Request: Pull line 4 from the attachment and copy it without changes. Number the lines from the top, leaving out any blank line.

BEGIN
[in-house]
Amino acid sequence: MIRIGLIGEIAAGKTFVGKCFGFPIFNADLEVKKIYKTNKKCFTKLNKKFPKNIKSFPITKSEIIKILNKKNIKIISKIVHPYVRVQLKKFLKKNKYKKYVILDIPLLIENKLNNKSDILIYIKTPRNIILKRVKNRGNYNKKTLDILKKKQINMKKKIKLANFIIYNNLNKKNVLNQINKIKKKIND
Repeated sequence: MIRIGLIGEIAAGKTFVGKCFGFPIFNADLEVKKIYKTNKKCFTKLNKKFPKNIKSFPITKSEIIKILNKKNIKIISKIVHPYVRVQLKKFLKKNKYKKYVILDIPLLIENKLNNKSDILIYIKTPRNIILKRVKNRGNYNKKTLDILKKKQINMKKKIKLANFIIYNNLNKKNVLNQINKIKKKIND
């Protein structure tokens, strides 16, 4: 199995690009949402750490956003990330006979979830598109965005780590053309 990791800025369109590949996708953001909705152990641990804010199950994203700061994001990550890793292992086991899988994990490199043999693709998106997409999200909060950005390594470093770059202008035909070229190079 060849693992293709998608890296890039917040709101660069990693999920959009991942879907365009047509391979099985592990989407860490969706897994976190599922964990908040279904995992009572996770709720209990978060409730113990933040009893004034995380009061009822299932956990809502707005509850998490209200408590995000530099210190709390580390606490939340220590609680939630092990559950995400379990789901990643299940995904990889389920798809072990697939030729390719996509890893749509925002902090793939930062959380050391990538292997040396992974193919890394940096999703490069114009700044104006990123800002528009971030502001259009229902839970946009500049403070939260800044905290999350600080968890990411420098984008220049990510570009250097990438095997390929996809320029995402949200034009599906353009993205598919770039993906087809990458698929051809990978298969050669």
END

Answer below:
């Protein structure tokens, strides 16, 4: 199995690009949402750490956003990330006979979830598109965005780590053309 990791800025369109590949996708953001909705152990641990804010199950994203700061994001990550890793292992086991899988994990490199043999693709998106997409999200909060950005390594470093770059202008035909070229190079 060849693992293709998608890296890039917040709101660069990693999920959009991942879907365009047509391979099985592990989407860490969706897994976190599922964990908040279904995992009572996770709720209990978060409730113990933040009893004034995380009061009822299932956990809502707005509850998490209200408590995000530099210190709390580390606490939340220590609680939630092990559950995400379990789901990643299940995904990889389920798809072990697939030729390719996509890893749509925002902090793939930062959380050391990538292997040396992974193919890394940096999703490069114009700044104006990123800002528009971030502001259009229902839970946009500049403070939260800044905290999350600080968890990411420098984008220049990510570009250097990438095997390929996809320029995402949200034009599906353009993205598919770039993906087809990458698929051809990978298969050669």